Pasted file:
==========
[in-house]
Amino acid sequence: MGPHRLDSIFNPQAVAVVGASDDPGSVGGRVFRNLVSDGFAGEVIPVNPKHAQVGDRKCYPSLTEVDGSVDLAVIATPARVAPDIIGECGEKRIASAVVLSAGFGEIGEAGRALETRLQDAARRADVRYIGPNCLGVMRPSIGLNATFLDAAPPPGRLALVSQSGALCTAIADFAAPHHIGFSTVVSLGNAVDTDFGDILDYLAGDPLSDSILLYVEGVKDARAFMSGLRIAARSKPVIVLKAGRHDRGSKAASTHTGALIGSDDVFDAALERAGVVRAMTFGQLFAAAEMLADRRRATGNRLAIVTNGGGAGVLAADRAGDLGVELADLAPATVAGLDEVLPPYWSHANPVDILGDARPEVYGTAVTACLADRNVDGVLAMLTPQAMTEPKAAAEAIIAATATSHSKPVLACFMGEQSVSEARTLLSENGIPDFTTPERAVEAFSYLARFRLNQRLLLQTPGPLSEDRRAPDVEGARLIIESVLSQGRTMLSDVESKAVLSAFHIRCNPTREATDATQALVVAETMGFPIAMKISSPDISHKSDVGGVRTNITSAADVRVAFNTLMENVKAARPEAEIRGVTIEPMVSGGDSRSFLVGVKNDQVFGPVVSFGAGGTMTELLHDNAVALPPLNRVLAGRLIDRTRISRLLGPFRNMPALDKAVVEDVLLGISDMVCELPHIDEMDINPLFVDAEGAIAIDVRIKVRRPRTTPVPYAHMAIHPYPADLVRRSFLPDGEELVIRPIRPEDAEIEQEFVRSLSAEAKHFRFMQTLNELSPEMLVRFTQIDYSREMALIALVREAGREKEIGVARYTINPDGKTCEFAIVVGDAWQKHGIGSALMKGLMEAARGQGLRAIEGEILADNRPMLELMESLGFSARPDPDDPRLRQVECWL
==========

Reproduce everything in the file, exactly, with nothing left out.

[in-house]
Amino acid sequence: MGPHRLDSIFNPQAVAVVGASDDPGSVGGRVFRNLVSDGFAGEVIPVNPKHAQVGDRKCYPSLTEVDGSVDLAVIATPARVAPDIIGECGEKRIASAVVLSAGFGEIGEAGRALETRLQDAARRADVRYIGPNCLGVMRPSIGLNATFLDAAPPPGRLALVSQSGALCTAIADFAAPHHIGFSTVVSLGNAVDTDFGDILDYLAGDPLSDSILLYVEGVKDARAFMSGLRIAARSKPVIVLKAGRHDRGSKAASTHTGALIGSDDVFDAALERAGVVRAMTFGQLFAAAEMLADRRRATGNRLAIVTNGGGAGVLAADRAGDLGVELADLAPATVAGLDEVLPPYWSHANPVDILGDARPEVYGTAVTACLADRNVDGVLAMLTPQAMTEPKAAAEAIIAATATSHSKPVLACFMGEQSVSEARTLLSENGIPDFTTPERAVEAFSYLARFRLNQRLLLQTPGPLSEDRRAPDVEGARLIIESVLSQGRTMLSDVESKAVLSAFHIRCNPTREATDATQALVVAETMGFPIAMKISSPDISHKSDVGGVRTNITSAADVRVAFNTLMENVKAARPEAEIRGVTIEPMVSGGDSRSFLVGVKNDQVFGPVVSFGAGGTMTELLHDNAVALPPLNRVLAGRLIDRTRISRLLGPFRNMPALDKAVVEDVLLGISDMVCELPHIDEMDINPLFVDAEGAIAIDVRIKVRRPRTTPVPYAHMAIHPYPADLVRRSFLPDGEELVIRPIRPEDAEIEQEFVRSLSAEAKHFRFMQTLNELSPEMLVRFTQIDYSREMALIALVREAGREKEIGVARYTINPDGKTCEFAIVVGDAWQKHGIGSALMKGLMEAARGQGLRAIEGEILADNRPMLELMESLGFSARPDPDDPRLRQVECWL